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Published:May 20th, 2012 11:00 EST
Breaking News: South Carolina Prepares for Tropical Storm Alberto

Breaking News: South Carolina Prepares for Tropical Storm Alberto

By SOP newswire2

AccuWeather.com reports the first tropical storm of the 2012 Atlantic Hurricane Season has taken shape off the South Carolina coastline.

An area of low pressure centered about 140 miles east-southeast of Charleston, S.C., has developed into Tropical Storm Alberto, according to the AccuWeather.com Hurricane Center.

Alberto is a low-end tropical storm with maximum sustained winds of 45 mph.

Alberto started today as a non-tropical area of low pressure, but quickly acquired tropical characteristics as it churned over the warm waters of the southwestern Atlantic.

AccuWeather.com warned that such "home-grown" storms, tropical systems that develop near the coast of the United States, were a possibility when the official 2012 Atlantic Hurricane Season forecast was released earlier this year.

Alberto is expected to meander off the South Carolina coast the rest of this weekend before turning northeastward into the open waters of the Atlantic early next week, grazing the Outer Banks of North Carolina in the process.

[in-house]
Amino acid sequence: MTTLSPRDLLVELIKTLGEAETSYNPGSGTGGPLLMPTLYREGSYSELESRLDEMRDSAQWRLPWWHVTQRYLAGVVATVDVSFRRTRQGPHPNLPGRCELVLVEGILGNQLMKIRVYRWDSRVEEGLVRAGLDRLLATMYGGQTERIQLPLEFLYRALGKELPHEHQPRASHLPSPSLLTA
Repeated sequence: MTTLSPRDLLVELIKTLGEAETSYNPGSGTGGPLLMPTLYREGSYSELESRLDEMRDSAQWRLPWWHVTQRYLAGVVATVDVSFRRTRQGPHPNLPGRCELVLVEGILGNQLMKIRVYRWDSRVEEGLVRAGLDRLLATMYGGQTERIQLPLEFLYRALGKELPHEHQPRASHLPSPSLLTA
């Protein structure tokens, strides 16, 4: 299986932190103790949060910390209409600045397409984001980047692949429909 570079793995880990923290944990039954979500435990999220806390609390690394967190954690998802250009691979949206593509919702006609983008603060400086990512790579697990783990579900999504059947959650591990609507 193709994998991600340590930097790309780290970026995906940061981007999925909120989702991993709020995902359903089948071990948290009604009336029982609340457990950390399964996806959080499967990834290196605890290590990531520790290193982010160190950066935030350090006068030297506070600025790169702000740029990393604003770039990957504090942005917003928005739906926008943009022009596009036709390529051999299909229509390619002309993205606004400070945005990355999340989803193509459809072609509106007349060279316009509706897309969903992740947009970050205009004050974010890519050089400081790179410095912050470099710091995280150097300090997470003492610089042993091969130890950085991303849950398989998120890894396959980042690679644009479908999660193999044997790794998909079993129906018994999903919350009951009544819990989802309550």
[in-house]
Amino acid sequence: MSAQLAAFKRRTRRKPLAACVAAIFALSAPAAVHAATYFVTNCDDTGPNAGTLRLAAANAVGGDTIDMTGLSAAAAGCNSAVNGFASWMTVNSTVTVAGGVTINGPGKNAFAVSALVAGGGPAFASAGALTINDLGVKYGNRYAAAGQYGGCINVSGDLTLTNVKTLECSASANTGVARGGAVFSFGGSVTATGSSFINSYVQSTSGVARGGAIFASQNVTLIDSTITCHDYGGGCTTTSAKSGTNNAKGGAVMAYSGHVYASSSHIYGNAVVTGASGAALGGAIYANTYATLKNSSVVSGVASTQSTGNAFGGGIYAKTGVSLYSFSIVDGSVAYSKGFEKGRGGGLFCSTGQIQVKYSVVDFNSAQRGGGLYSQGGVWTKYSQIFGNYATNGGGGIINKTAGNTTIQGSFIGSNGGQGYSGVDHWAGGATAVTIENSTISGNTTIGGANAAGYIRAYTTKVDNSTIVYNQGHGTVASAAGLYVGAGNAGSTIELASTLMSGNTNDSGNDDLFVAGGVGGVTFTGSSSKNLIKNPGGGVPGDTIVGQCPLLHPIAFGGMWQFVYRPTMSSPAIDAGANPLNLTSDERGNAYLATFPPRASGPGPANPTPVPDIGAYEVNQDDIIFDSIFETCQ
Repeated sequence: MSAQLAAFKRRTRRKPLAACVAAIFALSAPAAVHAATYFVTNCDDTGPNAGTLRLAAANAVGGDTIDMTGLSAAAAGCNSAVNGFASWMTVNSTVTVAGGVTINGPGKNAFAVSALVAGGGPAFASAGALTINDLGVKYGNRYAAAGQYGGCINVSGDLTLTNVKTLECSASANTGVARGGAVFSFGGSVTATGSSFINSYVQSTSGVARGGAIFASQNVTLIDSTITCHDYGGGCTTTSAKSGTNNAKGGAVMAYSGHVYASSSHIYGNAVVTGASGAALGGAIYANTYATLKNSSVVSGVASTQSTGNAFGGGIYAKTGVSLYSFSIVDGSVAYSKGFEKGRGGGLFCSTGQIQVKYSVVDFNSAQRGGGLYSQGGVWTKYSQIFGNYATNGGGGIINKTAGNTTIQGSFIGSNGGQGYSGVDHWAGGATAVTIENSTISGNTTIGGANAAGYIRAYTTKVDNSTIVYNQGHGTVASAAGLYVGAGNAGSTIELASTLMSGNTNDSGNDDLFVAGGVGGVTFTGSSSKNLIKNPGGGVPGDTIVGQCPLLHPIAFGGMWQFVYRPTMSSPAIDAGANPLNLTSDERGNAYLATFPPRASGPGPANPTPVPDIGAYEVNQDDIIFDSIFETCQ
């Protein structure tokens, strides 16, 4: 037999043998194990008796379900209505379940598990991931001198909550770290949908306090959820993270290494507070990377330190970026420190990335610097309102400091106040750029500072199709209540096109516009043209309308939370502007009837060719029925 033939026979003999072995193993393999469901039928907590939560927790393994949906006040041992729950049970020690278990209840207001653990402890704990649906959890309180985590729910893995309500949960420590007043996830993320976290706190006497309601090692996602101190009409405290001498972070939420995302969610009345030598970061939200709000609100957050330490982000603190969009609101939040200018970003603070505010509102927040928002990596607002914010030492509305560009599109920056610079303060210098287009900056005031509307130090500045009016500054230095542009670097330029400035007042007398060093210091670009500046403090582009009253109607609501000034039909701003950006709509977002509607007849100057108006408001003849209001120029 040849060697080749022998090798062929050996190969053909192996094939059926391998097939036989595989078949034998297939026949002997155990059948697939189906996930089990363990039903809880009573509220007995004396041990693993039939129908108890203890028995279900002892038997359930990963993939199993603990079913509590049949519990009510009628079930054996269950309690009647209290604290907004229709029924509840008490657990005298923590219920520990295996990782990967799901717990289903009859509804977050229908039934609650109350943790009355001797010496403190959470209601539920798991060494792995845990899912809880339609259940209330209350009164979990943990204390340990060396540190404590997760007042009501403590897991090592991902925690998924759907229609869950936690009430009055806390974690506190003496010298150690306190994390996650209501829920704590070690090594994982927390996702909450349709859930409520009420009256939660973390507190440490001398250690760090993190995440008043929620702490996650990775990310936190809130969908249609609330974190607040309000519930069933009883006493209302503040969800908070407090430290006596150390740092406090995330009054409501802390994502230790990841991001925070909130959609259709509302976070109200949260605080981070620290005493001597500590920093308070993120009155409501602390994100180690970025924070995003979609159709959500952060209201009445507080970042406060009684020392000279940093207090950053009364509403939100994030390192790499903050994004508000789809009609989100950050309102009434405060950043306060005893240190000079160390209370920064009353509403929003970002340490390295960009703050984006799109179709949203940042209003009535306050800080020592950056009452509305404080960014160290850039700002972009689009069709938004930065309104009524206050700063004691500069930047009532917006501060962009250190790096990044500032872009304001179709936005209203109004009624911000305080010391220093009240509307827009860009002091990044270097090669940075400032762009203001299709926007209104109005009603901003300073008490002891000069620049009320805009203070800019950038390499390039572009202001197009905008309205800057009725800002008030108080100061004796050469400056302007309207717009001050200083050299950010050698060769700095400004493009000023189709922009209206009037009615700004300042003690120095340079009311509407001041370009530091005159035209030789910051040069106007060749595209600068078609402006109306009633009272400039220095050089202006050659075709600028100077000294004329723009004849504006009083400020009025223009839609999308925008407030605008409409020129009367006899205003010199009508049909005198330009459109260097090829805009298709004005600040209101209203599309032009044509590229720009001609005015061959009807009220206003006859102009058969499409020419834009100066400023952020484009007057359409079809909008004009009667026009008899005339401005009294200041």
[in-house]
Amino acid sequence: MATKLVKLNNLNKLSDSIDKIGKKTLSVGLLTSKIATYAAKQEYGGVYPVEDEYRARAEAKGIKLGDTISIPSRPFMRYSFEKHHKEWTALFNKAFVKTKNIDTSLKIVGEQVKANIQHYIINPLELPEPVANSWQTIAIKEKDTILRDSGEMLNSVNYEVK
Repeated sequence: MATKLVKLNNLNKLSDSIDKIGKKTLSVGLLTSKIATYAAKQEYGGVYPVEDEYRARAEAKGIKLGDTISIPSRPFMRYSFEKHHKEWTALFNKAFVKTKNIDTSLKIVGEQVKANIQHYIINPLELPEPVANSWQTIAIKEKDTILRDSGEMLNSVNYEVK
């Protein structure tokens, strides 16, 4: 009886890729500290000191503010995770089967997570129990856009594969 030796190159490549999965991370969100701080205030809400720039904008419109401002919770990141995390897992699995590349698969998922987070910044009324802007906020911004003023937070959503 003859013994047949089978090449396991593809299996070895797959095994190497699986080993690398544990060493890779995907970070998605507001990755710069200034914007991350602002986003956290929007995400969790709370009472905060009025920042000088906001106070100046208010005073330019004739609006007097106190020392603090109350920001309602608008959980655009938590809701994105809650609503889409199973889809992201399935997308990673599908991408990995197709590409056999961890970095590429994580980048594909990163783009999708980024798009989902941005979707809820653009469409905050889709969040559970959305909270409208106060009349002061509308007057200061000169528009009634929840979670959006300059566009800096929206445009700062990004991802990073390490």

Alberto could strengthen slightly during this time, but will never approach or achieve hurricane status.

The track of Alberto puts coastal North Carolina at risk for flooding downpours, gusty winds and rough surf.

Alberto should bypass the Northeast. However, a turn to more unsettled weather after a fantastic weekend is still in the forecast.

The development of Alberto is proof that tropical storms and hurricanes are not confined to the dates of the Atlantic hurricane season, which officially runs from June 1 to November 30.

Tropical Depression One from late May 2009 was the last organized tropical feature to form prior to hurricane season.

Alberto is the earliest tropical storm to form in the Atlantic since Ana became a tropical storm during the evening hours of April 20, 2003. Subtropical Storm Andrea took shape during the second week of May in 2007, but never became fully tropical.


By Kristina Pydynowski, Senior Meteorologist for www.AccuWeather.com